"A ton of groups have become aware of this looming crisis with poll workers," Scott Duncombe, co-founder of Power the Polls, told Newsweek. "Everyone realizes how important it is to our democracy."

Max Weiss, a law student at William and Mary, helped form the Alliance of Students at the Polls, which is working to recruit law students across the country to become poll workers.

"We were thinking about the best ways we can impact the election in a nonpartisan way," he said.

The threat of the coronavirus, and thinking about people like his grandmother who worked two decades as a poll worker but might be at a higher risk, inspired the idea.

"Students are primed to fill that role," Weiss told Newsweek.

One of the education goals of the effort, Weiss said, is to get away from promoting it as "volunteering" at the polls to appeal to more people.

"In a lot of states it's decent pay," he said. "At the end of the day this is a job and there are a lot of people who need a job."

Clay said images of long lines in Wisconsin during the primary earlier this year and news that a shortage of poll workers could further exacerbate the voting systems on Election Day in November roused her interest.

"That scared me," she said. "We cannot allow that to happen."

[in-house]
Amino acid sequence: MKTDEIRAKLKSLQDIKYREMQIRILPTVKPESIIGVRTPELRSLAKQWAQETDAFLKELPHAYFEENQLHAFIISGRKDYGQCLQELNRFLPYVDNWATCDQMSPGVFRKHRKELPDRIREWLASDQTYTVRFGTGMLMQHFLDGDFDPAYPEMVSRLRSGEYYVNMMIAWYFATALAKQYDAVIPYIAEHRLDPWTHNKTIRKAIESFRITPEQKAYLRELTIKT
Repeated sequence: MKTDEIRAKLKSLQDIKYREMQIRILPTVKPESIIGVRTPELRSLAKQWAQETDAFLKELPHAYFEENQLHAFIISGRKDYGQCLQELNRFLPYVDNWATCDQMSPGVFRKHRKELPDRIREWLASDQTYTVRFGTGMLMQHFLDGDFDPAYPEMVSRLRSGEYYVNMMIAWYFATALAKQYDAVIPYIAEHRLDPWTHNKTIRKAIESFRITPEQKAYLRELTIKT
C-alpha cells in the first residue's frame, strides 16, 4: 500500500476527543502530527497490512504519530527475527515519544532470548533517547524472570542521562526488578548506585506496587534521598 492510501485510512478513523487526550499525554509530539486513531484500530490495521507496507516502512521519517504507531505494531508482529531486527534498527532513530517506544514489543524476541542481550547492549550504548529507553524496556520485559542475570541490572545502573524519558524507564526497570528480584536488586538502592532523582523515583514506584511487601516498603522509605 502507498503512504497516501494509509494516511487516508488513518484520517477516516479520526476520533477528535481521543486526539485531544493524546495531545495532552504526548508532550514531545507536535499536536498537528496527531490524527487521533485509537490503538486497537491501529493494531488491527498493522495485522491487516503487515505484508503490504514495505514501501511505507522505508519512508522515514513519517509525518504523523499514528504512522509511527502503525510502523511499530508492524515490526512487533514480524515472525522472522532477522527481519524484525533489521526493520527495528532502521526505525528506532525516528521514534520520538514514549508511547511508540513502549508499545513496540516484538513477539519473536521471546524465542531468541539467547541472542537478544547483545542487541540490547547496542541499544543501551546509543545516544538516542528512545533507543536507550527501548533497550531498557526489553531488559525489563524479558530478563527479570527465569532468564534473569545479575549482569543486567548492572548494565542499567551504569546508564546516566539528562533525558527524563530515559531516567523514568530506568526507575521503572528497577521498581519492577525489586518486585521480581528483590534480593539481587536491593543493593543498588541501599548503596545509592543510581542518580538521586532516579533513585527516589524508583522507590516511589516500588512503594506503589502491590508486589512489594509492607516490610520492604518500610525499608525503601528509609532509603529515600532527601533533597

KC Cambrel, 38, said he also saw reports of people waiting in long lines during the primary season, and worries what could happen in November if the poll worker force is drastically impacted.

"I don't want to sit back and watch it happen," Cambrel told Newsweek. "This is a way that I can actually get involved and do something."

Cambrel, a drag performer who lives in McLean, Virginia, and works for a fashion designer, said he first noticed a call for poll workers on Instagram and has now been sharing with his followers, trying to get more to sign up.

"I had never even thought about it," Cambrel said of the opportunity to sign up to be a poll worker. "If I can take that position, I can fill in for someone who is afraid to do that work or may be at risk."

While it's rare for younger people to experience severe symptoms, it's not guaranteed. Clay said she has done the research and understands the risks.

"It's too important to sit back and do nothing," she said. "It's scarier to think that people would not be able to vote."

Duncombe, the organizer with Power to the Polls, said cutting precincts back isn't just discouraging to voters; it could actually exacerbate health threats.

"It leads to more crowding, more lines," he said. "When thinking about public health, it's a worse health outcome for those who are voting and who are able to work the polls."

Weiss said he's been in contact with secretaries of state to let them know about the student-led efforts. Most have been receptive, he said.

"They are looking down the barrel at 65 days or so to Election Day," Weiss said, "so they aren't really in a position to turn away people who want to help."